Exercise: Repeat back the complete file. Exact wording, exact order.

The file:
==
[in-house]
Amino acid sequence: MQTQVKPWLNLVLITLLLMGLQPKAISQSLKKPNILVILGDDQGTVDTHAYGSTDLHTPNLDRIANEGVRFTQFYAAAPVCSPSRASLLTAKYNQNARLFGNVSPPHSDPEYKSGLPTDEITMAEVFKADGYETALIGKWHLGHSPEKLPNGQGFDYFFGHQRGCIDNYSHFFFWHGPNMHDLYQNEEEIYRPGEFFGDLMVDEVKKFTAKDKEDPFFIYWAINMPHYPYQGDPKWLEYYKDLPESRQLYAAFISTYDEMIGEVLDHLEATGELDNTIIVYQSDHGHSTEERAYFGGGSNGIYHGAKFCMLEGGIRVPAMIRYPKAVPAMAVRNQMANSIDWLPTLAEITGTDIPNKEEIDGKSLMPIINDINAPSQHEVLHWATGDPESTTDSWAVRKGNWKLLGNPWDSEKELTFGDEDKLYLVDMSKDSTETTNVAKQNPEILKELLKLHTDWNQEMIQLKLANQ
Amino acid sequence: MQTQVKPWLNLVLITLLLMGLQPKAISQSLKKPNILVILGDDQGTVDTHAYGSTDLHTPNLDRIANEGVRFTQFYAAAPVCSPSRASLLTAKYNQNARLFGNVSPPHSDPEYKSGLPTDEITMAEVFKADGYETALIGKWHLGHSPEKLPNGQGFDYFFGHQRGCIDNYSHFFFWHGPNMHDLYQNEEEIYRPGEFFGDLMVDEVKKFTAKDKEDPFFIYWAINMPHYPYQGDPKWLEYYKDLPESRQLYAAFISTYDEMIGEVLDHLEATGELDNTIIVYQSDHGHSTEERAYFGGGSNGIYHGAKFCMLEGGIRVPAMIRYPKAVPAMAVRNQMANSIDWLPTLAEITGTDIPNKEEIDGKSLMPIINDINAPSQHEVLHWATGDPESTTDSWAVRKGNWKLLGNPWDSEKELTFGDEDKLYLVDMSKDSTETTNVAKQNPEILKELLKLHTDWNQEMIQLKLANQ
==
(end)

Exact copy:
[in-house]
Amino acid sequence: MQTQVKPWLNLVLITLLLMGLQPKAISQSLKKPNILVILGDDQGTVDTHAYGSTDLHTPNLDRIANEGVRFTQFYAAAPVCSPSRASLLTAKYNQNARLFGNVSPPHSDPEYKSGLPTDEITMAEVFKADGYETALIGKWHLGHSPEKLPNGQGFDYFFGHQRGCIDNYSHFFFWHGPNMHDLYQNEEEIYRPGEFFGDLMVDEVKKFTAKDKEDPFFIYWAINMPHYPYQGDPKWLEYYKDLPESRQLYAAFISTYDEMIGEVLDHLEATGELDNTIIVYQSDHGHSTEERAYFGGGSNGIYHGAKFCMLEGGIRVPAMIRYPKAVPAMAVRNQMANSIDWLPTLAEITGTDIPNKEEIDGKSLMPIINDINAPSQHEVLHWATGDPESTTDSWAVRKGNWKLLGNPWDSEKELTFGDEDKLYLVDMSKDSTETTNVAKQNPEILKELLKLHTDWNQEMIQLKLANQ
Amino acid sequence: MQTQVKPWLNLVLITLLLMGLQPKAISQSLKKPNILVILGDDQGTVDTHAYGSTDLHTPNLDRIANEGVRFTQFYAAAPVCSPSRASLLTAKYNQNARLFGNVSPPHSDPEYKSGLPTDEITMAEVFKADGYETALIGKWHLGHSPEKLPNGQGFDYFFGHQRGCIDNYSHFFFWHGPNMHDLYQNEEEIYRPGEFFGDLMVDEVKKFTAKDKEDPFFIYWAINMPHYPYQGDPKWLEYYKDLPESRQLYAAFISTYDEMIGEVLDHLEATGELDNTIIVYQSDHGHSTEERAYFGGGSNGIYHGAKFCMLEGGIRVPAMIRYPKAVPAMAVRNQMANSIDWLPTLAEITGTDIPNKEEIDGKSLMPIINDINAPSQHEVLHWATGDPESTTDSWAVRKGNWKLLGNPWDSEKELTFGDEDKLYLVDMSKDSTETTNVAKQNPEILKELLKLHTDWNQEMIQLKLANQ